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Medical Errors and Health Reform

Affordable Care Act May Improve Patient Safety

By

Updated May 22, 2013

Medical Errors and Health Reform

Medical Errors - The Affordable Care Act may help improve patient safety in hospitals.

jsmith/iStockphoto

Can Health Reform Reduce Medical Errors?

The statistics are well known to physicians, pharmacists, hospital administrators, and many patients: preventable medical errors kill and seriously injure hundreds of thousands of Americans every year!

In fact, I was surprised to learn that if the Centers for Disease Control and Prevention (CDC) included “preventable medical errors” as a disease-specific category, it would be the sixth leading cause of death in the U.S.

Although the primary focus of the Affordable Care Act (health reform legislation) signed into law in March 2010 is to provide access to affordable health insurance for all Americans, the legislation has a number of provisions that may improve patient safety.

Patient Safety = Lower Health Care Costs

Concerned about patient safety and recognizing the potential savings of reducing hospital-based medical errors, Medicare identified a number of “reasonably preventable” conditions you could get during a hospital stay. These hospital-acquired conditions or problems would not be reimbursed and the hospital could not bill you if you were affected.

These rules went into effect in 2008 before the passage of the Affordable Care Act. Not unexpectedly, several large private health insurance companies, including Aetna and the Blue Cross/ Blue Shield Association among others, implemented similar policies not to pay hospitals and physicians for care related to medical complications that should not typically occur during a hospitalization.

The goal of these policies is to save lives and save money by having hospitals implement new procedures to prevent errors.

Transparency and New Incentives for Patient Safety

Building on the Medicare hospital safety polices put into place in 2008, the Affordable Care Act uses Medicare payments to hospitals to motivate change. Over time, it is expected that private insurance companies will follow the lead of Medicare – this should affect you regardless of the health plan that pays your hospital bills.

The following provisions in the health reform law should lay the groundwork for needed change:

  • Hospitals with better outcomes related to the care of strokes and heart attacks, and prevention of infections will receive higher payments.
  • Hospitals with high readmission rates for heart failure and high rates of hospital-acquired conditions such as infections, bed sores, and falls will be penalized with reduced payments.
  • Medicare will track a hospital’s error rates and in 2014 will cut payment by 1 percent to hospitals with the highest rates of patient safety issues.

To assure that you are aware of these safety measures and to share how hospitals improve, the Affordable Care Act requires Medicare to:

  • Publish each hospital’s medical error track record
  • Create a Patient-Centered Outcomes Research Institute that will recommend the most effective treatments
  • Establish The Center for Quality Improvement and Patient Safety to research improvements in patient safety

As part of health reform, the federal government will provide $75 million annually to improve quality and safety measures.

Patient Safety - How Does Your Hospital Compare?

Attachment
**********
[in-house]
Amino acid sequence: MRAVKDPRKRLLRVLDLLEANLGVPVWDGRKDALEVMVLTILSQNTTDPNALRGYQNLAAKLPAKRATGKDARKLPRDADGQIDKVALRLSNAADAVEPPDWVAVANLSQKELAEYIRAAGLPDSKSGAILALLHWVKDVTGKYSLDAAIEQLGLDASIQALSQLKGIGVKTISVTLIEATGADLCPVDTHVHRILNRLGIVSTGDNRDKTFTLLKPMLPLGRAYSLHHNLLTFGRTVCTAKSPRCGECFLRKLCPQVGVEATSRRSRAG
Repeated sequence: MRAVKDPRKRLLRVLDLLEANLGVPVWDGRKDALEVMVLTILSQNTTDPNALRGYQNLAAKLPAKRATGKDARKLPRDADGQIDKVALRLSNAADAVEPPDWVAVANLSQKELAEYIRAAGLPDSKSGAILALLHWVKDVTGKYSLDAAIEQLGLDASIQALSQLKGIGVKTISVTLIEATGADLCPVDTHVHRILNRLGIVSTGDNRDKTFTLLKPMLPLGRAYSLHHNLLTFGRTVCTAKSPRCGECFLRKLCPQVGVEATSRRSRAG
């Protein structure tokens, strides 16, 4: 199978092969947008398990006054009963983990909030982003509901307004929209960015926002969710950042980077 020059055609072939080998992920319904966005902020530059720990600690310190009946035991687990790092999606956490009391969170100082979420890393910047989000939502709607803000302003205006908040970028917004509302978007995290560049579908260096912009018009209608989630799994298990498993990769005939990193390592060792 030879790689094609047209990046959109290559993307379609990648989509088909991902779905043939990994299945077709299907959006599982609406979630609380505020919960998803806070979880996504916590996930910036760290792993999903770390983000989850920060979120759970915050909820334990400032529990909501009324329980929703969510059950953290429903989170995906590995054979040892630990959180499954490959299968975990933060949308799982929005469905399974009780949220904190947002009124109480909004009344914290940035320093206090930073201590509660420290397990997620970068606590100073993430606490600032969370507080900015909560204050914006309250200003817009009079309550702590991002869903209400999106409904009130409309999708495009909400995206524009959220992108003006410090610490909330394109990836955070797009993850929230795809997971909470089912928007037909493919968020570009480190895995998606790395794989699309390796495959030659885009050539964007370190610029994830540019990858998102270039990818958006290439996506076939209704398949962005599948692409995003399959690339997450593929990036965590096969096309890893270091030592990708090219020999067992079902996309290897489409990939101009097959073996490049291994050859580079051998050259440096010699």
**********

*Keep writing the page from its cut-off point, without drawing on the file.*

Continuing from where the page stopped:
Medicare, in collaboration with many hospitals around the country, has created Hospital Compare. This online tool will help you find information on how well hospitals in your community care for patients with certain medical conditions or surgical procedures, and results from a survey of patients about the quality of care they received during a recent hospital stay. This information may help you compare the quality of care hospitals provide and help you make a decision about what will be best for you if you need hospital care.

Some of the medical conditions compared include heart attack, heart failure, chronic lung disease, pneumonia, diabetes in adults, and chest pain. Some of the surgical procedures include heart bypass surgery, pacemaker implant, gallbladder surgery, hernia surgery, bowel surgery, back and neck surgery major joint replacement, prostate surgery, and female reproductive surgery.

Some Warnings About Hospital Compare
The information on the Hospital Compare website comes from hospitals that have agreed to submit quality information for Hospital Compare to make public. Your hospital may not be listed. And, if you are in a managed care plan (HMO or PPO), the hospital you want to use may not be in your health plan’s provider network.

However, when the hospital patient safety measures of the Affordable Care Act are fully implemented, you should be able to track any hospital’s medical error track record.

But, Will It Work?

With a strong emphasis on quality improvement and a clear “carrot and stick” approach to hospital reimbursement, it is likely that hospital care will change for the better over the long term. However, with all of the other changes in the health system expected from health reform, the demands (both financial and the increased numbers of patients needing services) on hospitals and physicians – especially Primary Care Physicians – are likely to be significant, if not chaotic.

It remains to be seen if we can improve quality and reduce cost while providing insurance coverage to millions of additional Americans.

Learn More About Medical Errors

Trisha Torrey, the About.com Guide to Patient Empowerment, has a series of articles that address medical errors. I highly recommend that you read the following:

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